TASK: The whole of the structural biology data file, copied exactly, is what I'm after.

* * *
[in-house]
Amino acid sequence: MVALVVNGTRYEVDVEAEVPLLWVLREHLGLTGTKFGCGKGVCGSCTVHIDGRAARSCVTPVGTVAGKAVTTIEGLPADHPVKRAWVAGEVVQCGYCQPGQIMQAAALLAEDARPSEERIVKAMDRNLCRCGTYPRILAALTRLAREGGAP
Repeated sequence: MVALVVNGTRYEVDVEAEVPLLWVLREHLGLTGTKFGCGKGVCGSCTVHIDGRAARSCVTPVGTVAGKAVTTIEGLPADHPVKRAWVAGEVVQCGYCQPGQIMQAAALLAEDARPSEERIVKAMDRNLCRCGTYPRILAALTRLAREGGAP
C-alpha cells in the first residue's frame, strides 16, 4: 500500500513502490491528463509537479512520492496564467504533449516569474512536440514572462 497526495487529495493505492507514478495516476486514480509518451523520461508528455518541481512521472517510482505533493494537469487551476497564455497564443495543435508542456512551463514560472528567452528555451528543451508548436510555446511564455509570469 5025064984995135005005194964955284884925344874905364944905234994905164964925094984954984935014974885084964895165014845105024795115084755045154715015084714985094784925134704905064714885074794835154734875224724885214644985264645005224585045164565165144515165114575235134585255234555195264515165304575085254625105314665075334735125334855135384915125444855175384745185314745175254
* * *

[in-house]
Amino acid sequence: MVALVVNGTRYEVDVEAEVPLLWVLREHLGLTGTKFGCGKGVCGSCTVHIDGRAARSCVTPVGTVAGKAVTTIEGLPADHPVKRAWVAGEVVQCGYCQPGQIMQAAALLAEDARPSEERIVKAMDRNLCRCGTYPRILAALTRLAREGGAP
Repeated sequence: MVALVVNGTRYEVDVEAEVPLLWVLREHLGLTGTKFGCGKGVCGSCTVHIDGRAARSCVTPVGTVAGKAVTTIEGLPADHPVKRAWVAGEVVQCGYCQPGQIMQAAALLAEDARPSEERIVKAMDRNLCRCGTYPRILAALTRLAREGGAP
C-alpha cells in the first residue's frame, strides 16, 4: 500500500513502490491528463509537479512520492496564467504533449516569474512536440514572462 497526495487529495493505492507514478495516476486514480509518451523520461508528455518541481512521472517510482505533493494537469487551476497564455497564443495543435508542456512551463514560472528567452528555451528543451508548436510555446511564455509570469 5025064984995135005005194964955284884925344874905364944905234994905164964925094984954984935014974885084964895165014845105024795115084755045154715015084714985094784925134704905064714885074794835154734875224724885214644985264645005224585045164565165144515165114575235134585255234555195264515165304575085254625105314665075334735125334855135384915125444855175384745185314745175254